Driving a safe, high-end vehicle like a BMW or a Tesla does not require the acumen and training of an astronaut captaining a SpaceX rocket. Instead, in most modern-day vehicles the sophisticated computers and software, hybrid fuel configurations, and state-of-the-art built-in diagnostic and calibration systems function autonomously or can be operated with a mere push of a button, or even just a simple voice command. However, these complex, automated operations are akin to synapses in the human brain—easily susceptible to disruption when some other part of the car is damaged.
In case you hadn’t noticed, gone are the days of the corner gas station with one skilled mechanic who “does it all.” The fast pace of technological change in the auto industry, especially in areas of innovation such as fabrication materials, safety, and computer diagnostics has rendered such quaint throwbacks obsolete. Today, the best “mechanics” are really now service technicians with expertise in electronics, plastics, metallurgy, structural engineering, cost estimating, refinishing, and insurance and other related skills.
Since different car manufacturers nowadays use different technologies and material mixes in the vehicles they produce, these service technicians obviously must face the challenge of becoming knowledgeable in working with those technologies and the recommended repair procedures specific to each make and model.
Can you imagine a greater contrast than that between vehicles from Ford Motors and those from Tesla, Inc.? With the dates of their respective foundings (1903 and 2003) separated by exactly 100 years, the two companies together in many respects encapsulate the full gamut of vehicle design and engineering evolution since the beginning of the automobile industry to the present day.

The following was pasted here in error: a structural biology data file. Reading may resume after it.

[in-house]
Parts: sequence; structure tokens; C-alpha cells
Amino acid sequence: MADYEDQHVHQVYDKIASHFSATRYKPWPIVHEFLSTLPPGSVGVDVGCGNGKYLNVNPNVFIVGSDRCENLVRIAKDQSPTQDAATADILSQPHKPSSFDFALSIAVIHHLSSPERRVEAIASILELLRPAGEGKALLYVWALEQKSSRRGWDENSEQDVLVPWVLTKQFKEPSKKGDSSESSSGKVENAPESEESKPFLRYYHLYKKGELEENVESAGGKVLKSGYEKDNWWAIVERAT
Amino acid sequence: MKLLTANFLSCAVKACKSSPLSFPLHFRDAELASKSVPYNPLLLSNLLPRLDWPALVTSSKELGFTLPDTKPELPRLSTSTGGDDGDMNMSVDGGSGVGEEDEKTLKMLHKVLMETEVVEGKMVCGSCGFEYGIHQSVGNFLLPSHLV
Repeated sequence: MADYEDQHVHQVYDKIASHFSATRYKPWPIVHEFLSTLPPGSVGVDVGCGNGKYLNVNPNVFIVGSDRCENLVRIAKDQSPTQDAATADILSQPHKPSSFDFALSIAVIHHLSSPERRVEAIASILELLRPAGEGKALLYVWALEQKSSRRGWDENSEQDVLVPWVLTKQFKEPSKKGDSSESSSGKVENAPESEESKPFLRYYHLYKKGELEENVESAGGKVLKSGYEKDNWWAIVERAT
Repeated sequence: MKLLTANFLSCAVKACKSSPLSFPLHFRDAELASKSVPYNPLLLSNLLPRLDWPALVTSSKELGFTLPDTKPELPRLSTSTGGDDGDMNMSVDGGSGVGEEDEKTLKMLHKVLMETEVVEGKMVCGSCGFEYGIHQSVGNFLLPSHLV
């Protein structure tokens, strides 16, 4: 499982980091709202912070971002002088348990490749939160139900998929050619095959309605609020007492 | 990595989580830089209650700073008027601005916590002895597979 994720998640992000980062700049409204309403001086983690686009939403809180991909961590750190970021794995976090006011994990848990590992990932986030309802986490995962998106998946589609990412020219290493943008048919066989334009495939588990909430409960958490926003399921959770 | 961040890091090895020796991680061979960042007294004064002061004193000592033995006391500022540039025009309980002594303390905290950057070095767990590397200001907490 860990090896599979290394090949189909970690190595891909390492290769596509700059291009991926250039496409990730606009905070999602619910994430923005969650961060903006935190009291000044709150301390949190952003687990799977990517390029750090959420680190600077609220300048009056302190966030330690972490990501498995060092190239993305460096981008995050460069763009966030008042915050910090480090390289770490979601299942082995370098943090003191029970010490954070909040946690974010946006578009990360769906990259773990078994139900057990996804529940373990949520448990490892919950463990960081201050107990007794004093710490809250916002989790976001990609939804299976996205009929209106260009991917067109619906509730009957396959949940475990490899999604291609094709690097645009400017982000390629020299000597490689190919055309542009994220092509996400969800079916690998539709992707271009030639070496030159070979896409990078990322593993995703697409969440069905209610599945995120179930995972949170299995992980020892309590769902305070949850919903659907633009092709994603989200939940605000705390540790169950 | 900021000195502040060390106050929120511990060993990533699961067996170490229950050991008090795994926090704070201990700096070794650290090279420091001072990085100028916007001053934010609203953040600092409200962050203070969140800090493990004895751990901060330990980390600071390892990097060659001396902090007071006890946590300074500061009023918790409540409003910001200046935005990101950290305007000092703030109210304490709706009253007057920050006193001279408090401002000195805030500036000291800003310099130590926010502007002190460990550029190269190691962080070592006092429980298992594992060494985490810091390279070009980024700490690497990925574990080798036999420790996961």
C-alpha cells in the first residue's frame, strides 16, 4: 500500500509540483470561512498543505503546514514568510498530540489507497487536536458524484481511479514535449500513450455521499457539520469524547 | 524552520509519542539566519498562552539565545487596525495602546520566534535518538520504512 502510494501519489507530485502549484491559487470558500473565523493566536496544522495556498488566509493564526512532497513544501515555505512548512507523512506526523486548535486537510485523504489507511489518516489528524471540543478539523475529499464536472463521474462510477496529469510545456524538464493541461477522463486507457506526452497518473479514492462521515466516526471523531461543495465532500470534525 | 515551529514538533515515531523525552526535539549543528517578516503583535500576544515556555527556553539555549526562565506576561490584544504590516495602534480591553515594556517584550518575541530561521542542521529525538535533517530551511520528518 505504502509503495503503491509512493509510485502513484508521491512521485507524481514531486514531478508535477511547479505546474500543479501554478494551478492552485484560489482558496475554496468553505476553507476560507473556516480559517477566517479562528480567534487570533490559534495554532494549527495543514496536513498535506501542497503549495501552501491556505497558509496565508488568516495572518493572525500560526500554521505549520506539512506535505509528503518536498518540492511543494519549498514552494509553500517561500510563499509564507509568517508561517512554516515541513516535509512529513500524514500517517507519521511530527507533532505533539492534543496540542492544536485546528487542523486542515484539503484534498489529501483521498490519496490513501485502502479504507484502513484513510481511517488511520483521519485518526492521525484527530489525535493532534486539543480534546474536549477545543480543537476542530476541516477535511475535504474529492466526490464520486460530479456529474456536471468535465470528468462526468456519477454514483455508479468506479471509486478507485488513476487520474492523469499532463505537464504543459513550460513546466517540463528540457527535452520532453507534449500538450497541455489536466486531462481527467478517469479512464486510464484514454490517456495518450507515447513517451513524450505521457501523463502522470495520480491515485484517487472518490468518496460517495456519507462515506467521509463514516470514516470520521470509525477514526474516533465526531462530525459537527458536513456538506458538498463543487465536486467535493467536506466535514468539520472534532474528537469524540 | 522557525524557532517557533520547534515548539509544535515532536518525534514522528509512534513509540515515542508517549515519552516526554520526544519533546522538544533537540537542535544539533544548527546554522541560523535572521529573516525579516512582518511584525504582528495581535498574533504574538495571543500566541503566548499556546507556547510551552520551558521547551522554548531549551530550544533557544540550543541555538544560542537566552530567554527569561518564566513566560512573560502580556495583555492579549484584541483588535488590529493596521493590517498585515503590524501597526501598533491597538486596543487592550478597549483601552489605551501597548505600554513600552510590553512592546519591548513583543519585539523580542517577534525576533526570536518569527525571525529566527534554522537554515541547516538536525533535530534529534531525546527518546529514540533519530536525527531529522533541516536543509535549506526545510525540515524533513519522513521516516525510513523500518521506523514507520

From the symmetry of their Symmetrical All-Wheel Drive system to the layout of the unique horizontal Boxer engine to the abundance of advanced safety systems, every Subaru vehicle is designed from the ground up to deliver the best driving experience possible. The infographic below will give you just a taste of the advanced features you will find in Subaru vehicles.
You may or may not know that Japanese car maker Honda also owns the Acura brand. That being the case, it should come as no surprise that, superficially at least, the Honda and Acura lineups bear some striking similarities. Indeed, some people say they are indistinguishable. Though Acura cars incorporate some of the same parts used in equivalent Honda models, and are manufactured to Honda levels of quality, the main difference is that Hondas are built for functionality whereas Acuras are built for luxurious comfort. Thus, Acura offers features not automatically available in Honda cars, such as more built-in entertainment options and power seats that can be heated or cooled.
Most automobile afficionados know that Hyundai and Kia are both South Korean car companies. They may also know that Hyundai is a part-owner of Kia, as a result of the latter’s 2007 bankruptcy. It should come as no surprise, then, that comparable models of each car maker share similar if not identical basic body structures. And while Kia does still operate independently and has a separate design workshop, marketing, and branding, both companies offer the same 10-year/100,000-mile limited powertrain warranty.
Some car owners are loyal to the Nissan brand. Others swear by Infiniti. Yet, at first glance, the Nissan and Infiniti model lineups look very much alike. Aside from the fact that Infiniti vehicles cost somewhat more than equivalent Nissans, what’s the difference?